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Tuesday, 11 January 2022

The Inquisition What Really Happened - Fernando Cervantes - CTS Concise Histories

The Inquisition: 
What really happened?
Fernando Cervantes
Fernando Cervantes
Catholic Truth Society
ISBN 9781860823794
eISBN 9781784692780
ASIN B0723F6C2P
CTS Booklet H504


This is one of nine volumes written or edited by Fernando Cervantes, but I believe it is the only one available from the Catholic Truth Society. I have read a few of the other volumes in the CTS Concise Histories series and considered them great little volumes. I can easily state the same about this booklet. Over the last few years I have read over 250 books and booklets from the Catholic Truth Society, and I have nearly that many on my want to read list. This is another great resource from the CTS. The description of this volume is:

“The Inquisition has become a byword for persecution and intolerance, and is often given as a reason for distrusting the Catholic Church. This booklet looks at what led up to this most controversial chapter in the Church's history, what really happened during it, and what changes of perspective led to Pope John Paul's famous apology in 1997.”

And the chapters in the book are:

Introduction
     Changes in Attitude
     John Paul II’s ‘Apology’
The Background
      “Political Augustinianism”
     Catharism
     Responding to Heresy
     Heresy as Treason
The Medieval Inquisition
     Abuses
     An unbalanced picture
The Spanish Inquisition
     Religion in the medieval Spanish Kingdoms
     Jews and Conversos
     Violence against Conversos
     Expulsion of Jews
      “To convert or to depart”
     Judaisers
     Muslims and Moriscos
     Tolerance towards Moriscos
     A harder line
     Expulsion of Moriscos
     The Alumbrados
     Protestantism
     Lutheranism
     Suppression of Protestantism
     Auto de Fé
Conclusion
     Upholding the Truth

The book was first published in 2006 and the eBook Edition released in 2017. It is not a long volume, coming in at under 75 pages. But those pages are chock full. The introduction begins with these words:

“The Inquisition is undoubtedly one of the most readily available excuses for distrusting the Catholic Church. The very word inquisitio - first developed in the twelfth century as a legal term to describe a supervisory authority that investigated and judged suspected heretics - has become almost synonymous with obscurantist bigotry, intolerance, and cruelty.”

Not exactly what you would expect in a book by a Catholic and for Catholics. But this volume does not start with the Inquisition directly. It starts with Vatican Council II, and the statements from popes since that council. It uses the framework of looking back and recognizing past issues, mistakes and abuses. The section on John Paul II’s Apology concludes with these words:

“The question is therefore more complex than it appears at first sight, and it is clear that it cannot be adequately addressed without some knowledge of the historical circumstances that led to the various justifications of religious violence in the history of the Church. More than ever, it would seem, there is a clear need to separate fact from fiction in the history of these movements. It is the purpose of this booklet to attempt to give some historical context to this delicate topic with specific reference to the history of the Inquisition.”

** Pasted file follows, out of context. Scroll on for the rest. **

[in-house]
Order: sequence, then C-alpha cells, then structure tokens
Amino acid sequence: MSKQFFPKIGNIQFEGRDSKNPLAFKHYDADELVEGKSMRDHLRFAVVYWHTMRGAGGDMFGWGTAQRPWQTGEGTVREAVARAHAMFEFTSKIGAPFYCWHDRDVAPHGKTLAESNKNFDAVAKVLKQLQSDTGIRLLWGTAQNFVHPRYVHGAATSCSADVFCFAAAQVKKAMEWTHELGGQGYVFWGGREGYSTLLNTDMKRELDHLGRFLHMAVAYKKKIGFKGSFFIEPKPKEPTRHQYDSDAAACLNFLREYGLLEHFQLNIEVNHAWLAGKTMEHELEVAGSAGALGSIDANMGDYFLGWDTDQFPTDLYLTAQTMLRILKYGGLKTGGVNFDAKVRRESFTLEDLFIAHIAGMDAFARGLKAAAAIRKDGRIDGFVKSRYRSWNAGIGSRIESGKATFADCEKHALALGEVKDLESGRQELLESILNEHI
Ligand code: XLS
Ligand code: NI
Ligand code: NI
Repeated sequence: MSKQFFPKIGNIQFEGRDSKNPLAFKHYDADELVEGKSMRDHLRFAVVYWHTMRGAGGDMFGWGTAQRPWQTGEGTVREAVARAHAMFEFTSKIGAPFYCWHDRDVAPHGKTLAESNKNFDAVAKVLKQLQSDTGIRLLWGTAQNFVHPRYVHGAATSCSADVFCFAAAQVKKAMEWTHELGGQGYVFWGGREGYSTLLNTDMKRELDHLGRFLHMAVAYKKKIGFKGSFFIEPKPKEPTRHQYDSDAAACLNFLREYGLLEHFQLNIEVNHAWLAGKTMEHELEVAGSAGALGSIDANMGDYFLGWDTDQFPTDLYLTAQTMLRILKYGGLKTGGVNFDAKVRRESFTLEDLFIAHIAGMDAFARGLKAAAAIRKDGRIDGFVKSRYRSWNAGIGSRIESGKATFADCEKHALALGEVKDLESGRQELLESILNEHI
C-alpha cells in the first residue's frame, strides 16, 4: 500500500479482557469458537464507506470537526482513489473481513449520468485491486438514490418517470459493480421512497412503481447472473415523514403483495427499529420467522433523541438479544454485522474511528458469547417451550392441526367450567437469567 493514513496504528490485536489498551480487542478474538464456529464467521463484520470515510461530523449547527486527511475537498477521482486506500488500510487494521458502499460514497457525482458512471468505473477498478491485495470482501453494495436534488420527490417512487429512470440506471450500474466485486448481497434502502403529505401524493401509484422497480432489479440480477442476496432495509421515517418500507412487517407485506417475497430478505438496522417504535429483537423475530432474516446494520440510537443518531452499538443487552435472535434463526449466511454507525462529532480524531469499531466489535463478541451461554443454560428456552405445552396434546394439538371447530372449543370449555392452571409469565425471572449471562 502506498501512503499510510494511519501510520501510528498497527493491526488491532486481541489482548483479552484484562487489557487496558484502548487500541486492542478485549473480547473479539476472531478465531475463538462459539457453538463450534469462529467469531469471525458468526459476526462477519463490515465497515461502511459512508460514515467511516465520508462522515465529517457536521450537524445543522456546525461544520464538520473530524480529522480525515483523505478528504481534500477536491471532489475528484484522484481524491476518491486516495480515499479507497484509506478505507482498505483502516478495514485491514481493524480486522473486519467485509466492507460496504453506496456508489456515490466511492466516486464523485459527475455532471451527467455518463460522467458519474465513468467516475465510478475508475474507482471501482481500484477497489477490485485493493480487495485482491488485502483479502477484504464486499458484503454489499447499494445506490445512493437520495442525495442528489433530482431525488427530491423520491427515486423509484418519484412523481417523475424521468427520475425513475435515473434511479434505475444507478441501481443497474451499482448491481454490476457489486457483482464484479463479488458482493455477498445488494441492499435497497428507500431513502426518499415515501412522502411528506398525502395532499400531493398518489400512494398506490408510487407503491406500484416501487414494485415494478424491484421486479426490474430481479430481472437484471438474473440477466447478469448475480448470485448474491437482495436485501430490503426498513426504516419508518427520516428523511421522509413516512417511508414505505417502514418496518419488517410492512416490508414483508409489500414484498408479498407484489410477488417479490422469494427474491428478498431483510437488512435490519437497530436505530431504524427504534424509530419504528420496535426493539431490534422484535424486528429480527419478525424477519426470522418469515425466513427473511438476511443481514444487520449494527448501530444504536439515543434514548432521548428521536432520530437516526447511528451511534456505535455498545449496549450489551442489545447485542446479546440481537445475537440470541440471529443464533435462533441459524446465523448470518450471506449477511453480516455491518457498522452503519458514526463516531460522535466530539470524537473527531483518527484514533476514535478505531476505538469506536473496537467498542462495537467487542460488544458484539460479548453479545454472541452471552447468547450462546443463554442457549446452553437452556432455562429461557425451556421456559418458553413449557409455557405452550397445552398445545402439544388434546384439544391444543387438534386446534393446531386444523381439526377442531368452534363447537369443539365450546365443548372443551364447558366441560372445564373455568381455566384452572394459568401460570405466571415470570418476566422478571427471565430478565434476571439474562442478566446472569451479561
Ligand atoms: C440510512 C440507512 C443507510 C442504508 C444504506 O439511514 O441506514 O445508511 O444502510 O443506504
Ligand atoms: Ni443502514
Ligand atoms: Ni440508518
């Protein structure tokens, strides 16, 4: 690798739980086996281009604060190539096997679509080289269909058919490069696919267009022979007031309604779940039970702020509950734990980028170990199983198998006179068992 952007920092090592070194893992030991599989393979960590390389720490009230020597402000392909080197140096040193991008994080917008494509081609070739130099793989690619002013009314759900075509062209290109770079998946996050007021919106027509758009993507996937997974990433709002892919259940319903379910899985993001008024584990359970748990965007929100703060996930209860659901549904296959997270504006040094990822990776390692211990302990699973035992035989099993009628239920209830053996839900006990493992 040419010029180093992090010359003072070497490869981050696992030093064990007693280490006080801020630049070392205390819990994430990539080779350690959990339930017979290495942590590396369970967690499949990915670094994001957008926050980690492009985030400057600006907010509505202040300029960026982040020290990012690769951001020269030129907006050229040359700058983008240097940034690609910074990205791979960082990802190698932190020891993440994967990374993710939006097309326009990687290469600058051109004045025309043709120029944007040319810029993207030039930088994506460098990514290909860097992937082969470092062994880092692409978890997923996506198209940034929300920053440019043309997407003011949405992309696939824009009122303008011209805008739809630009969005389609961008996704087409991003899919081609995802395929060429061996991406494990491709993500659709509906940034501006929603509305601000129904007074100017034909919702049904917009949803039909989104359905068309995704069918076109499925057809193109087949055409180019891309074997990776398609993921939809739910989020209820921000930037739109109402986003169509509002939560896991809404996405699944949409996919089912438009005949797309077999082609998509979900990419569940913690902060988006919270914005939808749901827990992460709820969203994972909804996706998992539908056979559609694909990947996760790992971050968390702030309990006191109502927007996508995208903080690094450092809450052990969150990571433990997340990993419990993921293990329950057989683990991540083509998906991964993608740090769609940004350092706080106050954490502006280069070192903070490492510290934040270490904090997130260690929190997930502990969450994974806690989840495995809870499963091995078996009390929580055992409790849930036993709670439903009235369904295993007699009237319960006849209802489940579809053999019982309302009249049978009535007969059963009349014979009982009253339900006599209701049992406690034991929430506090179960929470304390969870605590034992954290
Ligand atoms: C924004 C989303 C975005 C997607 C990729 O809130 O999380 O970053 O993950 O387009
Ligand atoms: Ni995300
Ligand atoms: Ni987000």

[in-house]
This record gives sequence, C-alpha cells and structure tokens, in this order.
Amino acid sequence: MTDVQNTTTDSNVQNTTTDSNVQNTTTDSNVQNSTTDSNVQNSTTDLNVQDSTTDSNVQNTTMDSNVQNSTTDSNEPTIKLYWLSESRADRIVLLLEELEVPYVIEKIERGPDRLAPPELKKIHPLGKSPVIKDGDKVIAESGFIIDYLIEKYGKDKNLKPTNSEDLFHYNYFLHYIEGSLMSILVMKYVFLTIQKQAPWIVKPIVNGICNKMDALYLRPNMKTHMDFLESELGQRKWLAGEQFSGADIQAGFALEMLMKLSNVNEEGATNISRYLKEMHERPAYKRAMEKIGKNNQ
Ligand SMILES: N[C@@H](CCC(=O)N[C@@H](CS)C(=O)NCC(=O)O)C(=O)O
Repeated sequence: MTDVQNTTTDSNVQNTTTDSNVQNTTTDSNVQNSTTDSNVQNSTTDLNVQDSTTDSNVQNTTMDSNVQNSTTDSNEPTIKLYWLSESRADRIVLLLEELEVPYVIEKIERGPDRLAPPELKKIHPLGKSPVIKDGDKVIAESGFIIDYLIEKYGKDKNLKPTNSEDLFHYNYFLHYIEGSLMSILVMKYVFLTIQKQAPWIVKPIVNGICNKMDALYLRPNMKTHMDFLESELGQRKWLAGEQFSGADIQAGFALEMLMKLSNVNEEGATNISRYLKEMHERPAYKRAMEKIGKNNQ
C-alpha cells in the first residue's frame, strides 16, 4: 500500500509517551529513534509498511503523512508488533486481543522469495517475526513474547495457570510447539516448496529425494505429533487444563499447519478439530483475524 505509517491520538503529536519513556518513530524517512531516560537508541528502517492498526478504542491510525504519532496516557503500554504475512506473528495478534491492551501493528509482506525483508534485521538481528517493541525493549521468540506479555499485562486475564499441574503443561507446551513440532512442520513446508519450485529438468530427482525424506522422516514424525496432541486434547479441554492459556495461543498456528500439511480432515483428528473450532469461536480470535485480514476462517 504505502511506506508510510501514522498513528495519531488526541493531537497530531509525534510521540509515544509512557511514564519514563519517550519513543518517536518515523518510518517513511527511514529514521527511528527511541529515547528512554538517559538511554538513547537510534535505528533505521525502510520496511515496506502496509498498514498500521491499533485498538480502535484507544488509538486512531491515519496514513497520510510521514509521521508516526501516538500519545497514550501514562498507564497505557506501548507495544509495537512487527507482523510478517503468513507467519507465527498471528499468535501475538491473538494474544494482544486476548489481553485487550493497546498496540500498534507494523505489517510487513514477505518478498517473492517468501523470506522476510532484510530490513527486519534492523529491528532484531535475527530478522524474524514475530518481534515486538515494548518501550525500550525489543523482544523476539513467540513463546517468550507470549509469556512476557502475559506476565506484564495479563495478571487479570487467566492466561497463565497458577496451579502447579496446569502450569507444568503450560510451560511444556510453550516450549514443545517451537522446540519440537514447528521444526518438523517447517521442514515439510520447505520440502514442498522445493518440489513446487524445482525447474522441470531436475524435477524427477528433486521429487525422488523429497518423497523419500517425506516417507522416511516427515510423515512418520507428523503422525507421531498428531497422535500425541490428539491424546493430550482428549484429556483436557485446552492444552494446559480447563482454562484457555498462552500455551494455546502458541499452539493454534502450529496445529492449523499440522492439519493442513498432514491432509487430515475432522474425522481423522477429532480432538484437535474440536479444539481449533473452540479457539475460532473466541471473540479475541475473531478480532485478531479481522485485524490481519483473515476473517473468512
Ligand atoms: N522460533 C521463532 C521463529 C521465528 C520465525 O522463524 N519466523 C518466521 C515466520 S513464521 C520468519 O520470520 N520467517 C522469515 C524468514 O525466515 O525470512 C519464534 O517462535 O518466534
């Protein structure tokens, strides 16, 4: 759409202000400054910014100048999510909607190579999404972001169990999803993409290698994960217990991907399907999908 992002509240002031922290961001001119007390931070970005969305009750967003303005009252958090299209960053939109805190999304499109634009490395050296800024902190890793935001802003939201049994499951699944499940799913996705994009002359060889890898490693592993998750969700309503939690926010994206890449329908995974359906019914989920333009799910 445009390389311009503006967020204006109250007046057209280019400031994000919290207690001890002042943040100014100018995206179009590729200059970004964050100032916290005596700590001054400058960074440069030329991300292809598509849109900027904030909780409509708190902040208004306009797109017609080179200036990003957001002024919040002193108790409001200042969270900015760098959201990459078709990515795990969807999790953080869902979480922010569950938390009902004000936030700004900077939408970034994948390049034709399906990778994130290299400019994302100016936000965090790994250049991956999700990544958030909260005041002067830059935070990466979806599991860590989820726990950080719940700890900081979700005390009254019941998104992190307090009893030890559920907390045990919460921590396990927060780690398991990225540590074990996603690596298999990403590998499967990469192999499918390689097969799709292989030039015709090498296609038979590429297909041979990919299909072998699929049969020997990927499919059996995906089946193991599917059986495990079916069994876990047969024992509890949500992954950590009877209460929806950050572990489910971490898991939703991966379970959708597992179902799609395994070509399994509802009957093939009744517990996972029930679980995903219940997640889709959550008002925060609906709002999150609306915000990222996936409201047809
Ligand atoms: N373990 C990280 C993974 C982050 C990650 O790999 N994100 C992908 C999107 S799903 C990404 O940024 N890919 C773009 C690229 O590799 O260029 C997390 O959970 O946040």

From there it jumps back all the way to Augustine’s though on forced conversions. The book is a very academic work. And to be honest not necessarily an easy read. I do however believe it is an important read. The beginning of the conclusion states:

“After this brief historical survey, it would be impossible to deny that the Church has at various stages in her history been directly implicated in religious violence and persecution, and that the history of the Inquisition provides ample evidence of this. On the other hand, it is also clear that the widely accepted image of the Inquisition as an unacceptable instrument of power, bent on the maintenance and propagation of ignorance, superstition and obscurantism through the indiscriminate use of cruelty and torture, is not merely misleading but fundamentally mistaken. As we have seen, more often than not, the Inquisition compares quite favourably with other mechanisms of justice and social control, not least some that are still used nowadays in ostensibly secular, and even liberal and democratic states. Would even the worst Inquisitors, we might legitimately ask ourselves, have tolerated the indiscriminate imprisonment of suspects of terrorism in Guantánamo by the government of the United States?”

And it then contrasts that with:

“The real challenge for Christians in the current intellectual climate, therefore, is precisely this need to defend and uphold the truth. For there is a widespread and very persuasive opinion, one which emerged with particular force in the various critical media reactions to Pope John Paul II’s initiative, that a firm belief in the truth can constitute an affront on tolerance, peace and mutual respect. The fundamental value of the modern world seems to be freedom. Therefore, anything that conflicts with freedom, or that threatens to restrict it in any way, is immediately stigmatised as a relic of archaic prohibitions and “taboos” that the modern world has superseded.”

This book is an important read. And it is part of a great series. The CTS has published many excellent volumes, and I encourage you to give this one a read, in part to sweep away misconceptions, in part to have a clearer view, and ultimately to grow in truth. Another valuable read from the Catholic Truth Society.

Note: This book is part of a series of reviews: 2022 Catholic Reading Plan! For other reviews of books from the Catholic Truth Society click here.

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